The British Social Attitudes survey has today released a summary of some figures from its latest survey:
Church of England numbers at record low
The most recent British Social Attitudes survey reveals that the number of Brits who identify as Church of England has more than halved in the last fifteen years.
The proportion of Brits who describe themselves as ‘belonging to the Church of England’ is at a record low, halving in the last fifteen years, with the sharpest decline among 45 to 54 year olds.
The most recent British Social Attitudes survey reveals that the number of Brits who identify as Church of England has more than halved since 2002, falling from 31% to 14%.The sharpest decline happened among 45 to 54 year olds (35% in 2002 vs 11% in 2017). The proportion of people who describe themselves as Roman Catholic (8%), belonging to ‘other Christian affiliations’ (10%) and ‘of non-Christian faiths’ (8%) have remained fairly stable. 52% of people now say they have no religion, compared with 41% in 2002. Men are more inclined to say they follow no religion than women (57% compared with 48%)…
This has attracted the attention of the press.
Tim Wyatt Church Times British Social Attitudes finds ‘C of E’ respondents halved in 15 years
Harriet Sherwood The Guardian Church in crisis as only 2% of young adults identify as C of E
Olivia Rudgard The Telegraph Fears for Church of England’s future as people no longer turn to God in old age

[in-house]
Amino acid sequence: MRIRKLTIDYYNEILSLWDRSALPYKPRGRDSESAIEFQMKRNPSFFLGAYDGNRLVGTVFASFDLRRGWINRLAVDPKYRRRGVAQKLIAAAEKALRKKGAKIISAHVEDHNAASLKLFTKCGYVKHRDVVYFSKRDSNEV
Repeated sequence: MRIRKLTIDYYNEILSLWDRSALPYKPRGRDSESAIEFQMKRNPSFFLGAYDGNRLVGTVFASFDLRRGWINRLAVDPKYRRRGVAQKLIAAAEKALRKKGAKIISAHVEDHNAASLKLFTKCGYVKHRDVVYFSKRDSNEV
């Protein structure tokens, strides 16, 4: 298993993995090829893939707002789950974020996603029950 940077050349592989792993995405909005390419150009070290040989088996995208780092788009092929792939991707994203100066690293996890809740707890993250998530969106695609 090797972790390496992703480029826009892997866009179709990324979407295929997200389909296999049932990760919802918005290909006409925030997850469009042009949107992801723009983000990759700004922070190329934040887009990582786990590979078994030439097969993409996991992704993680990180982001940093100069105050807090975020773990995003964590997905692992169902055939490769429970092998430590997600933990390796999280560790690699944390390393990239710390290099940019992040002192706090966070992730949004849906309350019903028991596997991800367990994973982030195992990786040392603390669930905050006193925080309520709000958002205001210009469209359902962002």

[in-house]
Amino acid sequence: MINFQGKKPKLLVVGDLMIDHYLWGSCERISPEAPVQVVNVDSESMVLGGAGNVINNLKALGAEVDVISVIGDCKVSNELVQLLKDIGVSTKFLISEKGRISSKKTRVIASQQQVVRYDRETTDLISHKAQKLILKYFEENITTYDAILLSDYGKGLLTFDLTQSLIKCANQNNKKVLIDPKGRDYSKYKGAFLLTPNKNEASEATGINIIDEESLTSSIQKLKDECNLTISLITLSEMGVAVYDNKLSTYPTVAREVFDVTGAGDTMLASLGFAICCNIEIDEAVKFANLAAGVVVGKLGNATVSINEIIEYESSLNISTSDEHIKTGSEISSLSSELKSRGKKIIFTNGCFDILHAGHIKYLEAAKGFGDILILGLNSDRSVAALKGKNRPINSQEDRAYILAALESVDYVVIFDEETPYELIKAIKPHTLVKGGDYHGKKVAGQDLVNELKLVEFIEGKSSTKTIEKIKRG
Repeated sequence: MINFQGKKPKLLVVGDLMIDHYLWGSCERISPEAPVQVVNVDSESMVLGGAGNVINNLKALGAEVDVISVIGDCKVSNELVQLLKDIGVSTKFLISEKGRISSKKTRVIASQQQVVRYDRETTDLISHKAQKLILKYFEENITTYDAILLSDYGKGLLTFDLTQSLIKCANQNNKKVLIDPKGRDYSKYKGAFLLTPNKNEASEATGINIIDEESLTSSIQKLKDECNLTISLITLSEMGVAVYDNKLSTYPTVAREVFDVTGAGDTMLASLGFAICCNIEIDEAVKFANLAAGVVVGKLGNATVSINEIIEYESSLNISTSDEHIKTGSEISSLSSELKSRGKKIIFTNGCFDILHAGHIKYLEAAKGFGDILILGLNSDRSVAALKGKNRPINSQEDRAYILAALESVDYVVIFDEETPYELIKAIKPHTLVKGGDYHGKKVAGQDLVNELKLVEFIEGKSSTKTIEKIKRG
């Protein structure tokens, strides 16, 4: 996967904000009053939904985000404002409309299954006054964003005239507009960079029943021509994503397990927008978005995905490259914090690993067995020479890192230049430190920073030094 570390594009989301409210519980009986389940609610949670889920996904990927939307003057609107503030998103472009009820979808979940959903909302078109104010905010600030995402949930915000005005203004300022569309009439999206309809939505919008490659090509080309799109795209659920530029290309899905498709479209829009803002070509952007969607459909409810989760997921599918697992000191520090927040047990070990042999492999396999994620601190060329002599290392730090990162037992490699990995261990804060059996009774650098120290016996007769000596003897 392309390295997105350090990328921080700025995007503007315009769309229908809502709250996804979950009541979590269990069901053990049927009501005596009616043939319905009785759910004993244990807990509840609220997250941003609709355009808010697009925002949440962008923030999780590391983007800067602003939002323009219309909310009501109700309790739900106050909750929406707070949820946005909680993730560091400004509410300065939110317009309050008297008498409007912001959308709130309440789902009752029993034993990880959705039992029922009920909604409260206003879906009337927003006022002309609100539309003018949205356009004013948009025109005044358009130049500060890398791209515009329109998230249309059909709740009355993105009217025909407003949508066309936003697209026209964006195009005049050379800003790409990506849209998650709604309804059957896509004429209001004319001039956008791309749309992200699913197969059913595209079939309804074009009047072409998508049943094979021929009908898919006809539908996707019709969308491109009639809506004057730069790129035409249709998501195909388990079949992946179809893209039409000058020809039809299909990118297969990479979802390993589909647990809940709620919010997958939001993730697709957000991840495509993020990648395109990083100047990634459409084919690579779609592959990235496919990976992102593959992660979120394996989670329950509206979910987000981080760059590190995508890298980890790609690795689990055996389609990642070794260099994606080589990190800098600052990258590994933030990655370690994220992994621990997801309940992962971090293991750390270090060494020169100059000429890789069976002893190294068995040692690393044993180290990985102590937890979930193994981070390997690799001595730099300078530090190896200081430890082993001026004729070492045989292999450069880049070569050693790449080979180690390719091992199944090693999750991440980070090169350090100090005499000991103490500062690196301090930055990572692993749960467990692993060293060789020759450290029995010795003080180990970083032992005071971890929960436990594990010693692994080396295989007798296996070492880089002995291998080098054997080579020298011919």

There is also this press release from the Church of England.
British Social Attitudes survey
Dave Male, the Church of England’s director of Evangelism and Discipleship, has commented on the latest figures from the British Social Attitudes survey, showing a fall in the number of people self-identifying as Anglican.
He said: “The headline figure here only gives us part of the picture.
“It has been clear for some time that we have moved from an era of people automatically, and perhaps unthinkingly, classifying themselves as Church of England or Anglican to one in which identifying with a faith is an active choice.
“We also know from research that people, particularly younger people, are less aware of denominations.
“Yet Research, especially amongst young people, shows an increase in willingness to engage in faith.
“Our experience is that people – of all ages – haven’t stopped searching for meaning and answers in their life.
“Ultimately the Church exists to share the good news of Jesus Christ.
“That was never meant to be easy and that work goes on whatever the figures may say.”